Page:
So will Zelensky get his $60bn?

15 Feb
Disclaimer: I am neither a military expert nor indifferent to the appalling losses in this needless war, most of them Ukrainian. If my tone appears detached it’s because I’ve had to acquaint myself with some of the realities of war. Venting my emotions can only cloud the picture to no useful end.

Guardian, February 13, 2024

Bear with me as, in attempting an answer, I go round the houses. On January 3, in a footnote to my post on Hamas and the fog of war, I wrote of the Avdiivka salient, south of Bakhmut in the Donetsk Oblast of eastern Ukraine:

One of the most hellish examples of a salient – a bulge at the front, exposed on three sides to enemy fire – was Ypres in WW1. Its third and final battle, Passchendaele, saw the war’s highest death count, at over half a million. Though often depicted as futile, that is an assessment informed by ground taken and lost. As such it foreshadows one of many miscalculations NATO made in its proxy war on Russia. German losses at Passchendaele were lower than Britain’s and France’s, but less easily replaced – no colonials to recruit – and by that fact a major influence on the war’s final outcome. Like Ukraine, WW1 was a war not of territorial gain but attrition. The horrors of both notwithstanding, the macabre arithmetic was – and is – decisive. Even were Zelensky to get his requested billions in materiel – spoiler alert: he won’t – and even if they didn’t disappear down a black hole of Kiev corruption – they would – no amount of money or arms can conjure new soldiers into existence. [emphasis added]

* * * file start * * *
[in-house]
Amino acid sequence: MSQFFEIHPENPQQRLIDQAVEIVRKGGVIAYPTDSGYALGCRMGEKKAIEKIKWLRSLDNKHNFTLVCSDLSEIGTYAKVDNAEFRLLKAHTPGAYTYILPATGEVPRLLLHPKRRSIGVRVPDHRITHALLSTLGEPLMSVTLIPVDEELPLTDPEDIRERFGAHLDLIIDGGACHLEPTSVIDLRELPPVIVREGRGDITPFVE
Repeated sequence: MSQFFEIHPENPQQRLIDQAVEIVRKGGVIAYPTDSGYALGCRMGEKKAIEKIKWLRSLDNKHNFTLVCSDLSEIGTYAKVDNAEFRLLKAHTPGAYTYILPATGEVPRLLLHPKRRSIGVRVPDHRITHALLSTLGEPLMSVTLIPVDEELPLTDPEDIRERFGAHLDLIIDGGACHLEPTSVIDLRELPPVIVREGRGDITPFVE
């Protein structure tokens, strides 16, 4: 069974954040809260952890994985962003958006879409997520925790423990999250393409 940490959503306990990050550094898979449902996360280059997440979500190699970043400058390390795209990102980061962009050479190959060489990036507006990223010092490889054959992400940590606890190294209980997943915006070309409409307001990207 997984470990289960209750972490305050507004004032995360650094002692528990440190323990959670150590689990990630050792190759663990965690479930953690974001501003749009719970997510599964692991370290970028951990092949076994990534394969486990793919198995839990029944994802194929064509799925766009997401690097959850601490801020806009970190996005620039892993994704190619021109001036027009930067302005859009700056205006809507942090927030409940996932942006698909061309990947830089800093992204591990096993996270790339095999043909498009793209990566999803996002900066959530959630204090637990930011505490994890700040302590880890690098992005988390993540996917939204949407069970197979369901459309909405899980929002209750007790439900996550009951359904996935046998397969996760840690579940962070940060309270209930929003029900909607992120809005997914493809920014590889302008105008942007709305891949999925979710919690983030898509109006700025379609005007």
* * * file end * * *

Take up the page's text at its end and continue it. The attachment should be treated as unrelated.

The West’s misrepresentation of Russia’s SMO as a land-grab has propaganda value, obviously. But it also reflects genuinely erroneous thinking by NATO commanders with zero experience of fighting, even by proxy, a peer adversary. (Though in truth that last descriptor flatters NATO.)

Either way – and likely both, since cognitive dissonance makes credulous the liar – that radical misapprehension continues to infect media coverage of this US-led proxy war on Russia.

The catastrophic failure of the 2023 spring summer autumn counteroffensive is now, belatedly and grudgingly, acknowledged by some of our systemically corrupt media. But the admissions come with a new falsehood, product of the thinking identified in my previous two paragraphs. The war, we are now told by the likes of Economist and Guardian in the UK, Washington Post and CNN in the USA, is at a stalemate. The proof? That the lines have barely shifted in months:

If this were indeed a war of territorial conquest then, yes, that relatively unchanged battle front would point to a stalemate. It isn’t though. Russian commanders spent late 2022 and early 2023 digging in east of the Dnieper, in tiered lines of fortification several kilometres deep. Since then they have seen Zelensky sacrifice hundreds of thousands of Ukrainian lives in the meat grinders of Bakhmut and now Avdiivka, places of little strategic value given the nature of the war. 1

Since this map, in late December 2023, Russian forays have further closed the ‘jaws’ on Avdiivka

Why would Russian commanders sacrifice their men in premature advance? They have the reach to degrade Ukraine’s fighting power – a story in itself both of deindustrialisation in the West, and the profit-driven as opposed to effectiveness-driven nature of America’s military industrial complex – with drones, long range missiles and artillery shells; for none of which is there even a scintilla of evidence, as opposed to absurd claims in the Daily Mail and its ilk, of shortage.